- Tom Dawson
- 27 November 2008
Sex & Grief
Legendary Italian actor and filmmaker Nanni Moretti talks about his new role as a grieving TV executive
‘I went to a public reading of the novel Quiet Chaos by the author Sandro Veronesi who I have known for years. Outside the bookshop I happened to bump into a woman from the production company, who told me that they had already bought the rights to turn the book into a film. I told her straight away that I’d be very interested in playing the lead role of Pietro Paladini. When Sandro rang me up the next day, saying it would be a pleasure to work together, I realised I couldn’t go back on my word.
‘Right from the beginning, when I was reading the book, I was intrigued by the idea of playing Pietro, but I never thought that this was a film I would direct. I think what interested me, both as an actor and as a person, is that story explores the possibility of a man who puts his life on hold after a tragedy, and who steps back and reorders the different elements in his existence.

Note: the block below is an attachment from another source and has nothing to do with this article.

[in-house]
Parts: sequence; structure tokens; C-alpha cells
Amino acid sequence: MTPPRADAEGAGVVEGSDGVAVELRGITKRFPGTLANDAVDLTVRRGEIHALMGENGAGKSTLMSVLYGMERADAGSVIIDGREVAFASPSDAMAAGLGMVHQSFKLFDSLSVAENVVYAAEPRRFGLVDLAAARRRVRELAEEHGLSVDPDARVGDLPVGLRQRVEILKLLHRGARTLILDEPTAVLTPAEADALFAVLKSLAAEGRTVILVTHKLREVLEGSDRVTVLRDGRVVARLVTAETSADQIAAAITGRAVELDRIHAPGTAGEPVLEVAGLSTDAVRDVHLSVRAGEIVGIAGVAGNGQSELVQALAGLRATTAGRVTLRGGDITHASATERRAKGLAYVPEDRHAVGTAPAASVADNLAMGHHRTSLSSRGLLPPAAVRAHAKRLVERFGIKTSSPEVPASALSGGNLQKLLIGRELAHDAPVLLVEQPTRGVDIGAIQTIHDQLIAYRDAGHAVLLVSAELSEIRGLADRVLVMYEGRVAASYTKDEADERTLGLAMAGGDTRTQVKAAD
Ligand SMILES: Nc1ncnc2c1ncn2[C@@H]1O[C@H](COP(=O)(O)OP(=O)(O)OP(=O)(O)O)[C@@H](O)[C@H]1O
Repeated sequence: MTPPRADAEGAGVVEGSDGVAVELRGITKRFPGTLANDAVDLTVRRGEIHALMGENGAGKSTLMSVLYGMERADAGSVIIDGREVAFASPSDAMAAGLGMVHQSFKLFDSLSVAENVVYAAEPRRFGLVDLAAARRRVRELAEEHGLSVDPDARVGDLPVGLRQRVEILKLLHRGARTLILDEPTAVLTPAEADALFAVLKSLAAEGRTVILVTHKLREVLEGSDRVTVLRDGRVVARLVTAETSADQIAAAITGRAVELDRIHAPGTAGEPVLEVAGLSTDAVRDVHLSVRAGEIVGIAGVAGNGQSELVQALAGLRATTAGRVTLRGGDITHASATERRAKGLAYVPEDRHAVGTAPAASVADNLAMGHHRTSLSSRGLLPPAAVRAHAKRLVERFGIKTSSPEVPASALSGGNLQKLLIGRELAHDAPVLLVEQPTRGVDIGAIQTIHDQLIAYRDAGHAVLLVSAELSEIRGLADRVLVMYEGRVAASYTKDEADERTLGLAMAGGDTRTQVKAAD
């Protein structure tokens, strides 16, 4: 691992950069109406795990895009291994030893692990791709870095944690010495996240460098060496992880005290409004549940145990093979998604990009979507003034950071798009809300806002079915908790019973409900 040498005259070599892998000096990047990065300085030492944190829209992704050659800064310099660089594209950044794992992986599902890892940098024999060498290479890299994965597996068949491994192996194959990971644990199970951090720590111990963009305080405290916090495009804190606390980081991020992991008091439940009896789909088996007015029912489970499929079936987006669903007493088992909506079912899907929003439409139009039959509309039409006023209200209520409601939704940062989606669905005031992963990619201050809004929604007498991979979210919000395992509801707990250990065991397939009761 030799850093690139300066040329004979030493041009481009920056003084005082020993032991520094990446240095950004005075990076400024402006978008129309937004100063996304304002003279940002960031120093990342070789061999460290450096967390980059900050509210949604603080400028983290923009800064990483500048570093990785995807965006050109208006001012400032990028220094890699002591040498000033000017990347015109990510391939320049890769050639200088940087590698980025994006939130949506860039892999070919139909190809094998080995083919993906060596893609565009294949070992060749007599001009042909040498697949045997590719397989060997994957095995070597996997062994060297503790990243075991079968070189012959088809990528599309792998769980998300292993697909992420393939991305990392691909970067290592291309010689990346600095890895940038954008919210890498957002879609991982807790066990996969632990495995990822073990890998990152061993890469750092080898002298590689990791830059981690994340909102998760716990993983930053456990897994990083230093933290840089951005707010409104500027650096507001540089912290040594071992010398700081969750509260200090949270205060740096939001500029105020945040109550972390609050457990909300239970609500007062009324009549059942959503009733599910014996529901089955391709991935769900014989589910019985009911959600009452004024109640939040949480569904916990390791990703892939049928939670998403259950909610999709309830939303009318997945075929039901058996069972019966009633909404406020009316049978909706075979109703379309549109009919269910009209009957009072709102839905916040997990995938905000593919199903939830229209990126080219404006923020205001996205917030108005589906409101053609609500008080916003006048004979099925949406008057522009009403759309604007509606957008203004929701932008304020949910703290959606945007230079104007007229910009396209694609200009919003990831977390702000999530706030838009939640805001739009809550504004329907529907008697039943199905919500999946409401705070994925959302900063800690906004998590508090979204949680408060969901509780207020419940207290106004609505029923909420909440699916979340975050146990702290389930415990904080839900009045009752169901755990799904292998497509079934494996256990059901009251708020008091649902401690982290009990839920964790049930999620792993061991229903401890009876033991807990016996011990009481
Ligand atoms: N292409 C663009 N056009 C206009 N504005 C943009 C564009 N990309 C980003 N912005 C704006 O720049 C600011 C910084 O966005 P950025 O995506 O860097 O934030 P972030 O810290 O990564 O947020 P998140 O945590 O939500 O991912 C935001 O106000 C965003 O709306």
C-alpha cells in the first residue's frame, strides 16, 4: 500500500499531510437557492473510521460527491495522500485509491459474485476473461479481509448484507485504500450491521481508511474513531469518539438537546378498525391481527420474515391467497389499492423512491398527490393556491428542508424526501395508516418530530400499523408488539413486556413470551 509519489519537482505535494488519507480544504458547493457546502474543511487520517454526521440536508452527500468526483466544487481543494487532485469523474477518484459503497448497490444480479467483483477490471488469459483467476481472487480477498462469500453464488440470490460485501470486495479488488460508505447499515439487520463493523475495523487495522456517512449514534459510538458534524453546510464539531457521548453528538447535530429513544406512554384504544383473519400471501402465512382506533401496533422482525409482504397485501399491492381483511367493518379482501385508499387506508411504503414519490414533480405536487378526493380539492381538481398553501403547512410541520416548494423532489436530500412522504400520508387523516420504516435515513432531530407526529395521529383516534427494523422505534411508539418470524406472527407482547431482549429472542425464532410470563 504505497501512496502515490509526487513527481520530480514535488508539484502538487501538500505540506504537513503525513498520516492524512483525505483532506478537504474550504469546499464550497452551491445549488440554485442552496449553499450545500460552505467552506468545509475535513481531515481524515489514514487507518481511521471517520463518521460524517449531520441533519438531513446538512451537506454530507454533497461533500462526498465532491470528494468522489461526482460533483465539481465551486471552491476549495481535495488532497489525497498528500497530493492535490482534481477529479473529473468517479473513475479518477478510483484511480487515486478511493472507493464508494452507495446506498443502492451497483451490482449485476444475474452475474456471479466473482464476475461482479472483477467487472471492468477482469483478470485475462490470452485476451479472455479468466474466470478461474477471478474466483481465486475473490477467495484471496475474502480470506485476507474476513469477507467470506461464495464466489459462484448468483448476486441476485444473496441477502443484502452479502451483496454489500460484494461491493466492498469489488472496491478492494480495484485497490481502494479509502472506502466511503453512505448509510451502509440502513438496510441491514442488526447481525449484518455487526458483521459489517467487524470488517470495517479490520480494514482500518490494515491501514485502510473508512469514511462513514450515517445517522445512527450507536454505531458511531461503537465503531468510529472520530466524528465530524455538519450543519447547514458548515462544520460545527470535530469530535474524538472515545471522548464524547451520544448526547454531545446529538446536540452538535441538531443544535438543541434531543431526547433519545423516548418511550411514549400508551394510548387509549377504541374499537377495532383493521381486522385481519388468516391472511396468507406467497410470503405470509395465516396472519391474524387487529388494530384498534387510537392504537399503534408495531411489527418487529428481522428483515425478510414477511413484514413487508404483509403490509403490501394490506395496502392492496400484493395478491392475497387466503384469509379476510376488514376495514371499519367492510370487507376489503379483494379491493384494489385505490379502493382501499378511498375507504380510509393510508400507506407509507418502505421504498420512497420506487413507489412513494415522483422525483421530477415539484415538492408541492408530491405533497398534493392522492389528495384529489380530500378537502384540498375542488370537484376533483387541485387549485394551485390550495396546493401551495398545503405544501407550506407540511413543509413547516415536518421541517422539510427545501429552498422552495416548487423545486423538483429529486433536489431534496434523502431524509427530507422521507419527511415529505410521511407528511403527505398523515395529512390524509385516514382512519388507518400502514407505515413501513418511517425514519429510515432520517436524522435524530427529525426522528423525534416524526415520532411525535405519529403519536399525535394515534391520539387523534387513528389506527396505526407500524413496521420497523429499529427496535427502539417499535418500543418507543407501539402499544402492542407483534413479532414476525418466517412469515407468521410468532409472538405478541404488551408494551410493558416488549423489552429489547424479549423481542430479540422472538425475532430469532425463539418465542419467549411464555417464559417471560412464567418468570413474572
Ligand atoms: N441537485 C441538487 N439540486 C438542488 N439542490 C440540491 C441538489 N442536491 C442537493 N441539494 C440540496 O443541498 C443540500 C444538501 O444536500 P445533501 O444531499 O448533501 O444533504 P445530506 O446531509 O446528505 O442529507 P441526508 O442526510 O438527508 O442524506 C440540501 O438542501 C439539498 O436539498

Quiet Chaos shows a very different way of going through the mourning process than my earlier film The Son’s Room. In a sense you feel that Pietro is waiting for some sort of expression of grief to arrive upon him and upon his 10-year-old daughter Claudia (Blu Yoshimi). The film is a series of duets between Pietro and the various people in his life.
The sex scene in the film, between my character and Eleonara (Isabella Ferrari), has caused a hysterical reaction in Italy. Apparently I shouldn’t be acting in such a scene. To me it’s a case of projection — people project onto somebody else their own problems. Roughly the same thing happened with The Caiman. Journalists wrote sensational articles about the film before they had actually seen it, and there was this absurd debate about something I hadn’t made. I didn’t think it was possible for the Italian press to get any worse but I think they have.’
Quiet Chaos plays GFT, Glasgow and Filmhouse, Edinburgh from Fri 28 Nov–Thu 4 Dec.